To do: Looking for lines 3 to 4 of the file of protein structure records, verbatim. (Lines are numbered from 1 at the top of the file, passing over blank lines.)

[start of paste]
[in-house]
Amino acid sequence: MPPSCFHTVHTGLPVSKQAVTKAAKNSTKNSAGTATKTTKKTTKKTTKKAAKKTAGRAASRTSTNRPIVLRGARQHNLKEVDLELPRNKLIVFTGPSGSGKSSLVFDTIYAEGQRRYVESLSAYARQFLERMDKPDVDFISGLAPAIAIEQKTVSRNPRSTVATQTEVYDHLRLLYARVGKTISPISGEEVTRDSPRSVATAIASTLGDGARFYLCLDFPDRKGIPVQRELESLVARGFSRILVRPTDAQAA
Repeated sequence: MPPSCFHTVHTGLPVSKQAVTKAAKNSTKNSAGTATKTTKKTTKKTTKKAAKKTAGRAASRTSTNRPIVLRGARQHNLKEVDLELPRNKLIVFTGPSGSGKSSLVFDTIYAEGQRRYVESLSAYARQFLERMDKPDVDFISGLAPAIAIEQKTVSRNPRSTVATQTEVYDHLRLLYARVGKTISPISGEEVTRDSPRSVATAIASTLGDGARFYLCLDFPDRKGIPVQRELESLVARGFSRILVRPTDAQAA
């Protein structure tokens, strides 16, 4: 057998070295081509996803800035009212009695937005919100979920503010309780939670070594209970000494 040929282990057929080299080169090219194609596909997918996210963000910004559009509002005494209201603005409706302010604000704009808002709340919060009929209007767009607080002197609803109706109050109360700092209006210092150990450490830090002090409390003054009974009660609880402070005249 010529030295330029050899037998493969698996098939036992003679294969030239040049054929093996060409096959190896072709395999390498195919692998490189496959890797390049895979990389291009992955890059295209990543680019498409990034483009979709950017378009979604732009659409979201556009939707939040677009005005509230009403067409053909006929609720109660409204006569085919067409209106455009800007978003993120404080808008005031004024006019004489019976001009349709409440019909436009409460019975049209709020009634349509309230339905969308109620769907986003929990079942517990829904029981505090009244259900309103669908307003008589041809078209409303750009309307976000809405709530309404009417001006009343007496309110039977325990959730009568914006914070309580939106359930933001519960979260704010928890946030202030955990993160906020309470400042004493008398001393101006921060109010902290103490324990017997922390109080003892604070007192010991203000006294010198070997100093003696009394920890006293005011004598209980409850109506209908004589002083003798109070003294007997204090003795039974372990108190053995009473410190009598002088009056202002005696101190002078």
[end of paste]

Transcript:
Repeated sequence: MPPSCFHTVHTGLPVSKQAVTKAAKNSTKNSAGTATKTTKKTTKKTTKKAAKKTAGRAASRTSTNRPIVLRGARQHNLKEVDLELPRNKLIVFTGPSGSGKSSLVFDTIYAEGQRRYVESLSAYARQFLERMDKPDVDFISGLAPAIAIEQKTVSRNPRSTVATQTEVYDHLRLLYARVGKTISPISGEEVTRDSPRSVATAIASTLGDGARFYLCLDFPDRKGIPVQRELESLVARGFSRILVRPTDAQAA
């Protein structure tokens, strides 16, 4: 057998070295081509996803800035009212009695937005919100979920503010309780939670070594209970000494 040929282990057929080299080169090219194609596909997918996210963000910004559009509002005494209201603005409706302010604000704009808002709340919060009929209007767009607080002197609803109706109050109360700092209006210092150990450490830090002090409390003054009974009660609880402070005249 010529030295330029050899037998493969698996098939036992003679294969030239040049054929093996060409096959190896072709395999390498195919692998490189496959890797390049895979990389291009992955890059295209990543680019498409990034483009979709950017378009979604732009659409979201556009939707939040677009005005509230009403067409053909006929609720109660409204006569085919067409209106455009800007978003993120404080808008005031004024006019004489019976001009349709409440019909436009409460019975049209709020009634349509309230339905969308109620769907986003929990079942517990829904029981505090009244259900309103669908307003008589041809078209409303750009309307976000809405709530309404009417001006009343007496309110039977325990959730009568914006914070309580939106359930933001519960979260704010928890946030202030955990993160906020309470400042004493008398001393101006921060109010902290103490324990017997922390109080003892604070007192010991203000006294010198070997100093003696009394920890006293005011004598209980409850109506209908004589002083003798109070003294007997204090003795039974372990108190053995009473410190009598002088009056202002005696101190002078």